Are you ready to start making your own croissants at home? Read for all the tips, things to look out for, helpful resources, and delicious recipes!
I'll be honest - up until I first attempted to make croissants from scratch, I never dreamed that I would find myself making them. Croissants are time-intensive, finicky, and delicate. The margin of error is miniscule. A lot can go wrong during the preparation of the dough, the lamination of the dough with butter, the timing of all the turning and rolling and folding, the proofing times and temperatures... You get my point. But the outcome is so rewarding!
I've made several batches of croissants, and I want to share all my beginner tips for making croissants with you. I've spent the last four years developing foolproof recipes for beginner home bakers. And while croissants may be the go-to for "beginners" I believe anyone can bake amazing croissants, with patience and attention to detail.
What is a Croissant?
Ah, the classic French croissant. Its crust is buttery, flaky and shatters with each bite. Its inside is airy, soft and moist. It has a honeycomb-like appearance on the inside, with its many layers of dough and butter.
To achieve all this delectable flavor and texture, they require at least two days to make. And these pastries are iconic to French cuisine.
The History of Croissants
Croissants were actually inspired by an Austrian cookie called kipfel. Kipfel cookies are crescent-shaped and made with lots of butter, just like croissants. But they usually are also made with sugar and almonds.
Interestingly, you couldn't find croissants in France except for a few bakeries here and there until the 1800's. Once French bakers started making the kipfel with puff pastry, it allowed it to have that illustrious flaky texture, more closely resembling today's croissant.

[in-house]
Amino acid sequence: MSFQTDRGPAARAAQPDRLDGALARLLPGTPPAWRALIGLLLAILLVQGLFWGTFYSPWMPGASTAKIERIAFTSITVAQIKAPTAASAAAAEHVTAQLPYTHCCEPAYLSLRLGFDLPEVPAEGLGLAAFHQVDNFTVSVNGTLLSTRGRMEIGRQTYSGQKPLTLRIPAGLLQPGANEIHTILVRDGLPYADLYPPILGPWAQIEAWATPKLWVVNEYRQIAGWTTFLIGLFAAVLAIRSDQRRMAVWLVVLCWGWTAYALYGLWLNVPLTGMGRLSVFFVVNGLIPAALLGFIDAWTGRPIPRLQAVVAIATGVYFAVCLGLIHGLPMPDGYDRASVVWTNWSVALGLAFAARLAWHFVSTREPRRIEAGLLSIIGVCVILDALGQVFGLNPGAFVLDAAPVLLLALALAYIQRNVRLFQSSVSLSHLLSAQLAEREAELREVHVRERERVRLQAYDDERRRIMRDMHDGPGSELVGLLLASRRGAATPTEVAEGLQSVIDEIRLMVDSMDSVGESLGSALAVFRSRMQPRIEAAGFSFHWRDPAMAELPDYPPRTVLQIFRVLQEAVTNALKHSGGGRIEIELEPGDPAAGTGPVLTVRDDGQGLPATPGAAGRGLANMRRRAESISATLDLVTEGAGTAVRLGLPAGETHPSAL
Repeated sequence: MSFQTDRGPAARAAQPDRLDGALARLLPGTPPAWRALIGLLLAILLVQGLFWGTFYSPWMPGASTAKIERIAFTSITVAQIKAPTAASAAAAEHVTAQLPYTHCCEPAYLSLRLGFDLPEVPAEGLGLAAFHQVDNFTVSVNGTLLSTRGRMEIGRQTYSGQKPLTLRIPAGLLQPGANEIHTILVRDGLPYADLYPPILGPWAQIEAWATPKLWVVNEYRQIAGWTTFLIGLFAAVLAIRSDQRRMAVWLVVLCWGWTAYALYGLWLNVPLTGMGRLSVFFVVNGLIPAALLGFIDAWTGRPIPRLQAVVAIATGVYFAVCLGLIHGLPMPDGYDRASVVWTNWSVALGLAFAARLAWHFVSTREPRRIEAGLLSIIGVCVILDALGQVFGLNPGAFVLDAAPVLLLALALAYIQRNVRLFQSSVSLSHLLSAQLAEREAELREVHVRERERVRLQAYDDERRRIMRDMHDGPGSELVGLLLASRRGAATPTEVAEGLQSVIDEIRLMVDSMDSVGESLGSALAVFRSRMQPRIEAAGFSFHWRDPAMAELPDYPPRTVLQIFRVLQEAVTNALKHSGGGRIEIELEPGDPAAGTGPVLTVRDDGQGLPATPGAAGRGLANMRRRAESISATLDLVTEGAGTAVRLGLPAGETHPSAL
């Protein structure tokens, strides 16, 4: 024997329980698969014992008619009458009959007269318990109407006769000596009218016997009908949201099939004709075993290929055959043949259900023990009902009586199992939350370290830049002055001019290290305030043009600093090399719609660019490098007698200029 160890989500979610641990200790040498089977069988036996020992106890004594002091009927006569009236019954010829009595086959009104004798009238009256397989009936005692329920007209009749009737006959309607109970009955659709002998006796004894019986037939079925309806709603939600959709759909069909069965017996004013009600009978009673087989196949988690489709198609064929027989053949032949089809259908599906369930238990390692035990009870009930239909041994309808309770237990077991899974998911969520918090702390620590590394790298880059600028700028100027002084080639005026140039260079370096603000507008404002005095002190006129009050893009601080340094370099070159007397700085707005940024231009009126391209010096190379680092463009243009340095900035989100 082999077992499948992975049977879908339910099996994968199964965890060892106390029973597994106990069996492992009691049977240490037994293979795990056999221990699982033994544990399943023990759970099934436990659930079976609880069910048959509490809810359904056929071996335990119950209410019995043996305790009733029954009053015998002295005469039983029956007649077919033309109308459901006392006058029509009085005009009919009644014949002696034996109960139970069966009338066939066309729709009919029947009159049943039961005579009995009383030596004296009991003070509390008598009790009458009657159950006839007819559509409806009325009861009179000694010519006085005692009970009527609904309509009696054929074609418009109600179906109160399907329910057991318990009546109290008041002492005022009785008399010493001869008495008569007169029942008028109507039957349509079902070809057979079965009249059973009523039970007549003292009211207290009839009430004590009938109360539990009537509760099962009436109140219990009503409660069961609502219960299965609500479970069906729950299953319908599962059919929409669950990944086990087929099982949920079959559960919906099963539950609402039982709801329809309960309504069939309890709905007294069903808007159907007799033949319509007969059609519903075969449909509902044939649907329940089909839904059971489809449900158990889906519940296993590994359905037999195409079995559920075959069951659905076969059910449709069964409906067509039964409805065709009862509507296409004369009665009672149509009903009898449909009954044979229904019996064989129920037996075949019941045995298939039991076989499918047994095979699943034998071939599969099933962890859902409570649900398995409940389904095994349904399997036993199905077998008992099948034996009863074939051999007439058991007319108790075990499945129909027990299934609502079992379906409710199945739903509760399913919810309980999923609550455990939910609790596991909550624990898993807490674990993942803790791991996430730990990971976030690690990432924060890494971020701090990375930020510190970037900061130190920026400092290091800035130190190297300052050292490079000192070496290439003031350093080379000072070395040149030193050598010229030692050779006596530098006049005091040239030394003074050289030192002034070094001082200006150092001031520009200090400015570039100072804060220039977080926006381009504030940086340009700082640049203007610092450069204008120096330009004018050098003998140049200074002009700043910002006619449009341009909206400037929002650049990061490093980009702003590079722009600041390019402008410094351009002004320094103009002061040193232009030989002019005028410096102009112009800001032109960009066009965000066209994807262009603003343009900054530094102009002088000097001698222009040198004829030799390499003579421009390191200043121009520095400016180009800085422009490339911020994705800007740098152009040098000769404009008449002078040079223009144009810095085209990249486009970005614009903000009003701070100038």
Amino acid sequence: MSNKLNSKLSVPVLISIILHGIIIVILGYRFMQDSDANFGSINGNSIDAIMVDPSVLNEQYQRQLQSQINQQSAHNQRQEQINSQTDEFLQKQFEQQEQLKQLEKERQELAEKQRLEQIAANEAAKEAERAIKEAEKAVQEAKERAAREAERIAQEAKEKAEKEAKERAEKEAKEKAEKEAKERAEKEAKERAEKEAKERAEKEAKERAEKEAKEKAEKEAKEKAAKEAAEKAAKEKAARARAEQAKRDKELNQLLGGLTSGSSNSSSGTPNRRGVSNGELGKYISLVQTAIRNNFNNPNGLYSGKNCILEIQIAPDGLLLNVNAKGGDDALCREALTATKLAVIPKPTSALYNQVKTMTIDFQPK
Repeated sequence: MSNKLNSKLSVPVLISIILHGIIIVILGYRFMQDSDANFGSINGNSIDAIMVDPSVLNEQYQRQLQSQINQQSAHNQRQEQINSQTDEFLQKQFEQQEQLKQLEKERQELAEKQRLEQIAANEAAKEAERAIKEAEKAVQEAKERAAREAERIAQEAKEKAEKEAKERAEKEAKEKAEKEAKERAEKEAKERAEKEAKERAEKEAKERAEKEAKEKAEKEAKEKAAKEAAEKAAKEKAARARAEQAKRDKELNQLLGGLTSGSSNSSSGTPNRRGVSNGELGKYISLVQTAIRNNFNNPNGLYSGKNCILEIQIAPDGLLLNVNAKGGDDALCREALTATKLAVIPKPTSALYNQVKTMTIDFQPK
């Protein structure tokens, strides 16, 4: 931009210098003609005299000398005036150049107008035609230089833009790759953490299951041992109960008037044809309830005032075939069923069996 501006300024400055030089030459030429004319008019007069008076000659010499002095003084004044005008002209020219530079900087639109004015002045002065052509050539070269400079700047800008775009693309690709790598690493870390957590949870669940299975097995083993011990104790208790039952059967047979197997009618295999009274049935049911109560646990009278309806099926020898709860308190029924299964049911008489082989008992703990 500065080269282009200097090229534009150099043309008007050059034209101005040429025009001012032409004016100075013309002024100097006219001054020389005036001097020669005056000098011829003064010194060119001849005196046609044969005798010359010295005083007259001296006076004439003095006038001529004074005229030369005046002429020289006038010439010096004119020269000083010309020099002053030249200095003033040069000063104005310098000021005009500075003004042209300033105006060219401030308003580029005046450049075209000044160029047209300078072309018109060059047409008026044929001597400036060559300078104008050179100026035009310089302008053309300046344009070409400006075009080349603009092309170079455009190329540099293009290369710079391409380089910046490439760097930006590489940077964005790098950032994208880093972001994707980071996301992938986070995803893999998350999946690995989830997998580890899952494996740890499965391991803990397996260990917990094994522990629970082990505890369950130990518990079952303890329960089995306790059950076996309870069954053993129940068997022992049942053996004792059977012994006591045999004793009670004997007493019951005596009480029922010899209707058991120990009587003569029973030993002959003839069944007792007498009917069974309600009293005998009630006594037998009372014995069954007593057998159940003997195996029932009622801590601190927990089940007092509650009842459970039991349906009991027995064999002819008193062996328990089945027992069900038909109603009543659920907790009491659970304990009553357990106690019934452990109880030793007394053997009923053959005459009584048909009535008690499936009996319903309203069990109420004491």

Best Flour for Croissants
The best flour for croissants contains a relatively high amount of protein and produces a strong gluten structure. These two factors strengthen the dough, so it won't tear during the lamination process.
A strong gluten structure means your croissants will develop the airy layers on the inside.
Protein in flour holds onto moisture, so using a flour with more protein means your dough will retain more moisture so your croissants won't dry out.
Finally, using the right flour will help your croissants rise in the oven. More protein in the flour helps trap more air during fermentation and baking, so your croissants will be fluffy and airy on the inside.
Types of Flour
Most croissant recipes either use bread flour, all purpose flour, or pastry flour, or a combination of these. Bread flour contains the highest amount of protein at 12% to 14%. It makes really chewy and elastic croissants. All purpose flour contains 10% to 12% protein, and pastry flour contains 8% to 10% protein, producing more delicate baked goods.
Best Butter for Croissants
The best butter for croissants is a high quality butter with a high fat content. Since so much butter goes into croissants, the flavor and quality of the butter makes a huge difference. Similar to buttercream frosting, the butter's flavor can affect the flavor of the entire recipe. If there was ever a time to splurge on quality butter, it's when you make croissants from scratch.
High fat content in butter means your croissants will have better flavor, layers, and moisture.
Butter usually contains milk fats, water, and milk solids. The more fat in your butter, the less water it contains, so your butter will have a richer, more buttery flavor. It also helps create distinct layers of butter in your dough, to get the iconic flaky layers. And a higher fat content means your dough will retain more moisture, so the inside of your croissant will be tender and moist.
Croissant recipes often recommend using European style butter, which contains a high amount of fat, around 82%. However, the higher butterfat percentage means these butters are softer and can melt faster. So as you're working with your dough, make sure everything stays cool so the butter doesn't melt.
How to Store Croissants